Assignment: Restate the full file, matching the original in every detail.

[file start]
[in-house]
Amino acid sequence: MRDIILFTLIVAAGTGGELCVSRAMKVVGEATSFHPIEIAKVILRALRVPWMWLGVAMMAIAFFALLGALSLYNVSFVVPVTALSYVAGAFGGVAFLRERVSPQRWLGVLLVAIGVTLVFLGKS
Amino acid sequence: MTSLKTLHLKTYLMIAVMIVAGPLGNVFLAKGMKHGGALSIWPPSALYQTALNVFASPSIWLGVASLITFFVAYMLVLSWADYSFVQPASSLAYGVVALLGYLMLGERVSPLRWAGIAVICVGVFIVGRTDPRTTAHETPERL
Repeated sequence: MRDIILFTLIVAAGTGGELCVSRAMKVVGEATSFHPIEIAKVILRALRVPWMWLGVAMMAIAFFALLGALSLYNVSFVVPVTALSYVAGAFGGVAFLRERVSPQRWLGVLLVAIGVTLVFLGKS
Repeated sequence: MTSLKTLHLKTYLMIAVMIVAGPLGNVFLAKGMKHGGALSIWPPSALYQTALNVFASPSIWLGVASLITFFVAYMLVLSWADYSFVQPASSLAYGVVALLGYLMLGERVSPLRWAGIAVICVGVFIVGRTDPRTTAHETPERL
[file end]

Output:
[in-house]
Amino acid sequence: MRDIILFTLIVAAGTGGELCVSRAMKVVGEATSFHPIEIAKVILRALRVPWMWLGVAMMAIAFFALLGALSLYNVSFVVPVTALSYVAGAFGGVAFLRERVSPQRWLGVLLVAIGVTLVFLGKS
Amino acid sequence: MTSLKTLHLKTYLMIAVMIVAGPLGNVFLAKGMKHGGALSIWPPSALYQTALNVFASPSIWLGVASLITFFVAYMLVLSWADYSFVQPASSLAYGVVALLGYLMLGERVSPLRWAGIAVICVGVFIVGRTDPRTTAHETPERL
Repeated sequence: MRDIILFTLIVAAGTGGELCVSRAMKVVGEATSFHPIEIAKVILRALRVPWMWLGVAMMAIAFFALLGALSLYNVSFVVPVTALSYVAGAFGGVAFLRERVSPQRWLGVLLVAIGVTLVFLGKS
Repeated sequence: MTSLKTLHLKTYLMIAVMIVAGPLGNVFLAKGMKHGGALSIWPPSALYQTALNVFASPSIWLGVASLITFFVAYMLVLSWADYSFVQPASSLAYGVVALLGYLMLGERVSPLRWAGIAVICVGVFIVGRTDPRTTAHETPERL